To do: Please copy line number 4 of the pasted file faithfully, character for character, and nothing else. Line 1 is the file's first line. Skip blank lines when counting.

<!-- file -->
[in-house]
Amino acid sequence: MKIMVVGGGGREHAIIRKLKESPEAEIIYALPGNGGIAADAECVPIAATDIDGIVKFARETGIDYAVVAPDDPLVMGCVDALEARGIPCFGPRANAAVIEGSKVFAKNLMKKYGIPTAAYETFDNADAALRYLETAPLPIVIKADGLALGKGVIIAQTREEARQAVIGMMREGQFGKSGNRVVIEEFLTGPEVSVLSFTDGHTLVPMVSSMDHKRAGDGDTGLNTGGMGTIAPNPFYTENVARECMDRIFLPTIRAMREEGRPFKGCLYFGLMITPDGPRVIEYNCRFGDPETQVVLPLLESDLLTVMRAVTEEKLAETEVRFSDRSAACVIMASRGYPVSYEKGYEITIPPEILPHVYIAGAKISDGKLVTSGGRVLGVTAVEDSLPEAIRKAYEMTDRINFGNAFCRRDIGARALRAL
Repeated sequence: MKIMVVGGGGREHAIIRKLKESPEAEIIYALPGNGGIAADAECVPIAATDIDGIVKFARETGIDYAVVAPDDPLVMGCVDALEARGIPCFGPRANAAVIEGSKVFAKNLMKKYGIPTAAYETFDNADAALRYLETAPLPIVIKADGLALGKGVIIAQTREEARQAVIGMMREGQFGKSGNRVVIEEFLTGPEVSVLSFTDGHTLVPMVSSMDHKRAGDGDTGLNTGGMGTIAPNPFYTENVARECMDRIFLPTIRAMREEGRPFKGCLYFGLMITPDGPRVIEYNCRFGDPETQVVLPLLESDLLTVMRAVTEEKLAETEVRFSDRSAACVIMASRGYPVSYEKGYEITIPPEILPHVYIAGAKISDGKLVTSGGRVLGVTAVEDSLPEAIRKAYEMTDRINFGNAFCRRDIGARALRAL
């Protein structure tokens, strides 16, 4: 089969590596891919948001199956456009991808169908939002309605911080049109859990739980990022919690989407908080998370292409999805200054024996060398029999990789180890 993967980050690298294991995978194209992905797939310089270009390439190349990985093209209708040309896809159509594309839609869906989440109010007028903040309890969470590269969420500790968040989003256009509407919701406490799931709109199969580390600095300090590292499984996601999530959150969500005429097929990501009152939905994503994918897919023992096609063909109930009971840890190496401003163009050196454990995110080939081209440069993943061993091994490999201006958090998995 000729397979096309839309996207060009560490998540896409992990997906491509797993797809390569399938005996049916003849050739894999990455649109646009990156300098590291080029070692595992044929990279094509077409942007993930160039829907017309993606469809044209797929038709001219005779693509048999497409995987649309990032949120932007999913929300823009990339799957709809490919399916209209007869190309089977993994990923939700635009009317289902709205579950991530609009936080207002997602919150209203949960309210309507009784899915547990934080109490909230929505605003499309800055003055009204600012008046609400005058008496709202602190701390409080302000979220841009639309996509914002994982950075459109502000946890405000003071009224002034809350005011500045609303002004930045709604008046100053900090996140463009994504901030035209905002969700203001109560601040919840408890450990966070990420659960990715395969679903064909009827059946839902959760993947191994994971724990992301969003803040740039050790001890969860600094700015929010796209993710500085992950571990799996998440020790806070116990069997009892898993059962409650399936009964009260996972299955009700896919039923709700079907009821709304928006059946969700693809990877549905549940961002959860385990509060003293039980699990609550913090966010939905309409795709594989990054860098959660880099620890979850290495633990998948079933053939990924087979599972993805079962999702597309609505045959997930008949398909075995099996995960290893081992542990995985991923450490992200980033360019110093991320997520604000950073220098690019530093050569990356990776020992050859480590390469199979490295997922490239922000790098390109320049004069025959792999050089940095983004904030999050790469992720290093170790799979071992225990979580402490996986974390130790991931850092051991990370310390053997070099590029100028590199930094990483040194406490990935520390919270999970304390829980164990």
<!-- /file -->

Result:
């Protein structure tokens, strides 16, 4: 089969590596891919948001199956456009991808169908939002309605911080049109859990739980990022919690989407908080998370292409999805200054024996060398029999990789180890 993967980050690298294991995978194209992905797939310089270009390439190349990985093209209708040309896809159509594309839609869906989440109010007028903040309890969470590269969420500790968040989003256009509407919701406490799931709109199969580390600095300090590292499984996601999530959150969500005429097929990501009152939905994503994918897919023992096609063909109930009971840890190496401003163009050196454990995110080939081209440069993943061993091994490999201006958090998995 000729397979096309839309996207060009560490998540896409992990997906491509797993797809390569399938005996049916003849050739894999990455649109646009990156300098590291080029070692595992044929990279094509077409942007993930160039829907017309993606469809044209797929038709001219005779693509048999497409995987649309990032949120932007999913929300823009990339799957709809490919399916209209007869190309089977993994990923939700635009009317289902709205579950991530609009936080207002997602919150209203949960309210309507009784899915547990934080109490909230929505605003499309800055003055009204600012008046609400005058008496709202602190701390409080302000979220841009639309996509914002994982950075459109502000946890405000003071009224002034809350005011500045609303002004930045709604008046100053900090996140463009994504901030035209905002969700203001109560601040919840408890450990966070990420659960990715395969679903064909009827059946839902959760993947191994994971724990992301969003803040740039050790001890969860600094700015929010796209993710500085992950571990799996998440020790806070116990069997009892898993059962409650399936009964009260996972299955009700896919039923709700079907009821709304928006059946969700693809990877549905549940961002959860385990509060003293039980699990609550913090966010939905309409795709594989990054860098959660880099620890979850290495633990998948079933053939990924087979599972993805079962999702597309609505045959997930008949398909075995099996995960290893081992542990995985991923450490992200980033360019110093991320997520604000950073220098690019530093050569990356990776020992050859480590390469199979490295997922490239922000790098390109320049004069025959792999050089940095983004904030999050790469992720290093170790799979071992225990979580402490996986974390130790991931850092051991990370310390053997070099590029100028590199930094990483040194406490990935520390919270999970304390829980164990």